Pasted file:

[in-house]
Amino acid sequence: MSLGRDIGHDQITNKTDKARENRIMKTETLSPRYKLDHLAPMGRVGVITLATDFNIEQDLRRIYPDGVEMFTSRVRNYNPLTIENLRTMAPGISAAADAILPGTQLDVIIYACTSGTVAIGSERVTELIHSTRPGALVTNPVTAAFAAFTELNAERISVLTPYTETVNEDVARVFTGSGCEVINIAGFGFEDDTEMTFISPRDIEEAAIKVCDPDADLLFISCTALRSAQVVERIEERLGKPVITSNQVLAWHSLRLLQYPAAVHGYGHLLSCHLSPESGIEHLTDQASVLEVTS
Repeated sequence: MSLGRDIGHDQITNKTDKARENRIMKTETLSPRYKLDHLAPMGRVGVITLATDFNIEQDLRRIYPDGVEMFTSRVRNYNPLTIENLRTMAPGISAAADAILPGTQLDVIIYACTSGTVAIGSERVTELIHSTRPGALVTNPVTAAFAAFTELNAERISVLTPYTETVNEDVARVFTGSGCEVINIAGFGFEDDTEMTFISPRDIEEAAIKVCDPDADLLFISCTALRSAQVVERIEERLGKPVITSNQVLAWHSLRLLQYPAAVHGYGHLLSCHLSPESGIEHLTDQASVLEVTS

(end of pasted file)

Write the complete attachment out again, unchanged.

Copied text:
[in-house]
Amino acid sequence: MSLGRDIGHDQITNKTDKARENRIMKTETLSPRYKLDHLAPMGRVGVITLATDFNIEQDLRRIYPDGVEMFTSRVRNYNPLTIENLRTMAPGISAAADAILPGTQLDVIIYACTSGTVAIGSERVTELIHSTRPGALVTNPVTAAFAAFTELNAERISVLTPYTETVNEDVARVFTGSGCEVINIAGFGFEDDTEMTFISPRDIEEAAIKVCDPDADLLFISCTALRSAQVVERIEERLGKPVITSNQVLAWHSLRLLQYPAAVHGYGHLLSCHLSPESGIEHLTDQASVLEVTS
Repeated sequence: MSLGRDIGHDQITNKTDKARENRIMKTETLSPRYKLDHLAPMGRVGVITLATDFNIEQDLRRIYPDGVEMFTSRVRNYNPLTIENLRTMAPGISAAADAILPGTQLDVIIYACTSGTVAIGSERVTELIHSTRPGALVTNPVTAAFAAFTELNAERISVLTPYTETVNEDVARVFTGSGCEVINIAGFGFEDDTEMTFISPRDIEEAAIKVCDPDADLLFISCTALRSAQVVERIEERLGKPVITSNQVLAWHSLRLLQYPAAVHGYGHLLSCHLSPESGIEHLTDQASVLEVTS